This book was truly awesome – lots of humor and adventure. I highly recommend it. 5 out of 5 stars.
Reviewer Grade: 9
Elizabeth Gilbert has everything a normal person wants: loving husband, country home, a great career, and much more. But for some reason she was not happy, instead she felt confused and lost in her own world of thoughts. So, through a painful process, she leaves behind everything (her marriage, job, home) and plans a year round trip to Italy, India, and Indonesia, hoping that traveling to these places will help her find herself. I began reading this book this year for a school assignment and I have to say I didn’t like it from the cover and the first few pages. What made it interesting was that Eat, Pray, Love is an auto-biography by Elizabeth herself about her journey for self-actualization and also that you are able to learn a little bit more about the culture of these countries. I recommend this book to those who are having trouble about knowing who they are in the world, but while I was able to be intrigued by the book and it did grab my attention, let’s just say it didn’t have me standing on the edge of my seat and isn’t one of the best books I’ve read this year.
Reviewer Grade: 10
This sci-fi by Orson Scott Card, the writer of Ender's Game, will warp your mind. Full, of interesting theories about time and space, this book is meant for adults and older teens. Every chapter there seems to be a new moral decision for the characters to make. This book creates great debates, and all of Card's ideas are well explained.
Reviewer Grade: 8
Gogol Ganguli regrets his parents decision of giving him his humiliating name ever since he was born. But when we rewind to 1968, we see the newly immigrated Gangulis’ give birth to a baby boy and in order to be released from the hospital, they must break their Bengali culture and give their son an official name, which they decide to be Gogol. Growing up, Gogol hates his name, but once he learns of its origin he rethinks its meaning and after a life-changing incident, Gogol learns to embrace his culture and his family heritage. Bringing you on a journey of love, self- realization, and of a life or death situation, The Namesake by Jhumpa Lahiri is an amazing novel and I found it super interesting to me because it related so much to how I grew up. There are many suspenseful and attention grabbing parts and I highly recommend it. I had to read this book for an assignment, but I ended up loving it, except for some boring parts especially in the first few chapters since it's just introduction. I recommend this book to those who have an interest in cross-cultural conflict books, but most people in my class disliked it so I’m assuming it wasn’t interesting to them.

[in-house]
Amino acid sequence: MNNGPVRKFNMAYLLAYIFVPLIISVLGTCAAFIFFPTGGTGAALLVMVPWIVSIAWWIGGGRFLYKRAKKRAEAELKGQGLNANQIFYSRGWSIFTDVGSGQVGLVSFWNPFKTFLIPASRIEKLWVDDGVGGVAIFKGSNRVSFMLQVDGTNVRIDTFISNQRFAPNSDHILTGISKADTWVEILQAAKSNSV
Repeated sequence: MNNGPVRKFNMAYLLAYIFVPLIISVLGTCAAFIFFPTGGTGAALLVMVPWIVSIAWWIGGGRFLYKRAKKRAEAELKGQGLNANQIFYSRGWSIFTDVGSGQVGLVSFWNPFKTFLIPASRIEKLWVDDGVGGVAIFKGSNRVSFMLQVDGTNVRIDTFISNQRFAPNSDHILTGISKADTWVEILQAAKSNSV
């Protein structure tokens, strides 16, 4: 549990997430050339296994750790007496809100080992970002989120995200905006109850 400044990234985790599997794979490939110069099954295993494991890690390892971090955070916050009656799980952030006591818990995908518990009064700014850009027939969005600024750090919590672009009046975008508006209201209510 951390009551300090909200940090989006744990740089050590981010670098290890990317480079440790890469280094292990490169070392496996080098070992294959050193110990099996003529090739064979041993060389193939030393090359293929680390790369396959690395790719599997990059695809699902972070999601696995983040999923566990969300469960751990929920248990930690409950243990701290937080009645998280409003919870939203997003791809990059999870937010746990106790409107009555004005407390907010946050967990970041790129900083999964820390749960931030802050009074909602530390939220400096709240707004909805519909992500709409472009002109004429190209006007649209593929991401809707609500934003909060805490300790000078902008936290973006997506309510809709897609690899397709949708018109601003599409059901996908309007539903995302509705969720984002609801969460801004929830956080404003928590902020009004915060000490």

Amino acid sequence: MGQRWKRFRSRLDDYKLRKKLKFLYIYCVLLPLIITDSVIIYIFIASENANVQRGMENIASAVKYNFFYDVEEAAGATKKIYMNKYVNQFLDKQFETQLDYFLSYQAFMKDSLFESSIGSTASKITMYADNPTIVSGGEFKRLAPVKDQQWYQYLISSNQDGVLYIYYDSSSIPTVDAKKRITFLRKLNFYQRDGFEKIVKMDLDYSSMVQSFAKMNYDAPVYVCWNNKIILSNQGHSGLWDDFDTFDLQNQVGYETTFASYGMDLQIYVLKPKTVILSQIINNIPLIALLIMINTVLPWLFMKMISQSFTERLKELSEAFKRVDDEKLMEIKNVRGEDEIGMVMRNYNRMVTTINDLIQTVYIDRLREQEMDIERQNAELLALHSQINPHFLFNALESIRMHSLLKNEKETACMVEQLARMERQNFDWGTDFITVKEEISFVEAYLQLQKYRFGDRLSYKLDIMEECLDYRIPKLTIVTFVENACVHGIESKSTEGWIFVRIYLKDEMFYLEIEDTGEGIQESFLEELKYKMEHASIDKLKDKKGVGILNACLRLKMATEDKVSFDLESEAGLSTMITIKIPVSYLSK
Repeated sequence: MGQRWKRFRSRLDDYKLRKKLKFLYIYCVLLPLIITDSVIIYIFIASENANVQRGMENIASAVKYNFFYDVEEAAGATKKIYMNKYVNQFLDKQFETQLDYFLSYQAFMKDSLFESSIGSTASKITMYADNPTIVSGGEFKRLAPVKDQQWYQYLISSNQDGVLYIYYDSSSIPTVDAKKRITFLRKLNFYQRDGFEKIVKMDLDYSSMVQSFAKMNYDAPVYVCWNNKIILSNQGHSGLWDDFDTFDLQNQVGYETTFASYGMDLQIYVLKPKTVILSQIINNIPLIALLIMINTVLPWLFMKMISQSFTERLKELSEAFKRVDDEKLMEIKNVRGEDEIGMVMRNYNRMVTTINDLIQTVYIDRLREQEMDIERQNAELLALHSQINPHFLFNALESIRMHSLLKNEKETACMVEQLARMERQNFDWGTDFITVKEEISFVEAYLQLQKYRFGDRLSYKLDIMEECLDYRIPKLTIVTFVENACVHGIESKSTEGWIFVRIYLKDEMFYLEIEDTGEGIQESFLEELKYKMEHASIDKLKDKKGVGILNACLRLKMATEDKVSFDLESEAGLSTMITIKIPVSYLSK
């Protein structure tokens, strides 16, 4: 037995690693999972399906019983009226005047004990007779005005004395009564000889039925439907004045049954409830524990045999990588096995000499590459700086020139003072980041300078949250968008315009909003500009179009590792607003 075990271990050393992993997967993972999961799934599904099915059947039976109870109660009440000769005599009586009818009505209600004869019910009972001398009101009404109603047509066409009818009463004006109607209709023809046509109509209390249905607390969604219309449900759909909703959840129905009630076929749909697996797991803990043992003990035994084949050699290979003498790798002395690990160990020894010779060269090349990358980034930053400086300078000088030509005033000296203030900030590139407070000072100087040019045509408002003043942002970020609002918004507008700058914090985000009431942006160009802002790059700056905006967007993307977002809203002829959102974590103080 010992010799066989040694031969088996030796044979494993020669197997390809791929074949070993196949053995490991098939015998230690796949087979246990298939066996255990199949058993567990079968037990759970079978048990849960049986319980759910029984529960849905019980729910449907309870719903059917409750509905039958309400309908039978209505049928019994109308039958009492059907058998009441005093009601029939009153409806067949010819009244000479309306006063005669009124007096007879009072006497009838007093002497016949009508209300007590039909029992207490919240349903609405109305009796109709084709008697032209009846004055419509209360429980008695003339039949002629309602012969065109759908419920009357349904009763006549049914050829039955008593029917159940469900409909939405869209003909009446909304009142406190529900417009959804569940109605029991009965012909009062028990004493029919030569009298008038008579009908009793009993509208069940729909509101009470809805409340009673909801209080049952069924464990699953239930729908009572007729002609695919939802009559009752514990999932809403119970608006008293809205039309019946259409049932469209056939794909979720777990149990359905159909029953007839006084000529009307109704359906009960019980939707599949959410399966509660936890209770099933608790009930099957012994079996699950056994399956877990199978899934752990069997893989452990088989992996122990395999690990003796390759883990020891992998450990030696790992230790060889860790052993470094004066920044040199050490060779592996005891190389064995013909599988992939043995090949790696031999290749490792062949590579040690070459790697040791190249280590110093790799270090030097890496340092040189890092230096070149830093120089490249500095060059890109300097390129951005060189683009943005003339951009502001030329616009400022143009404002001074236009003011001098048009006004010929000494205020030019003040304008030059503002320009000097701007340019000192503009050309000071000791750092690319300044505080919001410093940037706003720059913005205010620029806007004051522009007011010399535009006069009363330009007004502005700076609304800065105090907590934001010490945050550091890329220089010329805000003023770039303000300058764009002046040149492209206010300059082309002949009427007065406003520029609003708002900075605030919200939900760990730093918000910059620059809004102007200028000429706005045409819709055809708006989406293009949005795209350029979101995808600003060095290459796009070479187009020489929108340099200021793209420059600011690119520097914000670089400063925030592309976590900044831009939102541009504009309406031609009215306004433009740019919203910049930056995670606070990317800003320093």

Reviewer Grade: 10
The Manor Farm is home to animals who, noticeably, hate being controlled and oppressed by their farmer, Mr. Jones. One night Old Major, a wise boar, gathers the animals for a meeting and tells them of a dream he has where all animals live together with no human beings to oppress or control them. After his death, the animals take over the farm under the leadership of the pigs. As the story progresses the pigs move away from Animalism and move towards becoming human beings. Animal Farm by George Orwell is number 9 in my top books list mostly because it is a satire about the Russian Revolution and Stalinism. I did not like it in the fact that it overused personification and the use of animals to represent Russia in the 1970’s, but if we look at the book as a story just about animals taking over a farm, it is actually really interesting. I would recommend it to some people, not to others (those who dislike personification and satires).